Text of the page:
Skip To Content
JEWISH. INDEPENDENT. NONPROFIT.

Support the Forward

Funded by readers like you DonateSubscribe
Life

Why Judaism Needs Feminism

This is the fifteenth entry in an ongoing series exploring Jewish feminism.

I’m a Jewish feminist for a lot of reasons.

On the one hand, given that feminism is about removing external hindrances to the project of everyone living out their highest, holiest, Divinely-given potential —why wouldn’t I be? There’s still plenty of homophobia, transphobia and sexism in Jewish law, rituals, communities and institutional structures. As such, we still have a lot of work to do to create textual activism, forceful new interpretations, transformative moments, and straight-up institutional change in contemporary Jewish life.

But more than that, I’m a Jewish feminist because I believe that Judaism and feminism absolutely require one another.

As a feminist, my work is nourished by my spiritual practice, and enables me to draw from a Source much deeper and more powerful than my limited self. As a Jew — well, quite naturally, Judaism is enriched by the extraordinary range of perspectives and voices that feminism adds to the ongoing project of receiving the Torah anew. Without them, our religion will wither and die; with them, it can continue to grow and expand, enabling us all to become more moral, more kind, more connected to the sacred, and better able to serve God.

Rabbi Danya Ruttenberg is author of “Surprised By God: How I Learned to Stop Worrying and Love Religion” (nominated for the Sami Rohr prize), editor of five anthologies, including “The Passionate Torah: Sex and Judaism” and “Yentl’s Revenge: The Next Wave of Jewish Feminism,” and is the senior Jewish educator at Tufts Hillel.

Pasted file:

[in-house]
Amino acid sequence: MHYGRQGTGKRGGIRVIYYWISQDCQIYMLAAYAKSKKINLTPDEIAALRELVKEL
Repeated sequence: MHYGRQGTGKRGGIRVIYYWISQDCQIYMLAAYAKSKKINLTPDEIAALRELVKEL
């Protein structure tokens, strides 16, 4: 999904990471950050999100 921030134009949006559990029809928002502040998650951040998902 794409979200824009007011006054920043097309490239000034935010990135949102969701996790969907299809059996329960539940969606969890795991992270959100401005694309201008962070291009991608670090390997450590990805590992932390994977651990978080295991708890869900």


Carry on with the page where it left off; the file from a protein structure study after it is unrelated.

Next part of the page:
Engage

  • Events

    Haart to Haart

    Virtual

    Dec 7, 2022

    7 pm ET · 

    A conversation with Julia Haart and her son Shlomo, stars of Netflix's 'My Unorthodox Life,' about the new season and much more.

Republish This Story

Please read before republishing

We’re happy to make this story available to republish for free, unless it originated with JTA, Haaretz or another publication (as indicated on the article) and as long as you follow our guidelines. You must credit the Forward, retain our pixel and preserve our canonical link in Google search.  See our full guidelines for more information, and this guide for detail about canonical URLs.

To republish, copy the HTML by clicking on the yellow button to the right; it includes our tracking pixel, all paragraph styles and hyperlinks, the author byline and credit to the Forward. It does not include images; to avoid copyright violations, you must add them manually, following our guidelines. Please email us at [email protected], subject line “republish,” with any questions or to let us know what stories you’re picking up.

We don't support Internet Explorer

Please use Chrome, Safari, Firefox, or Edge to view this site.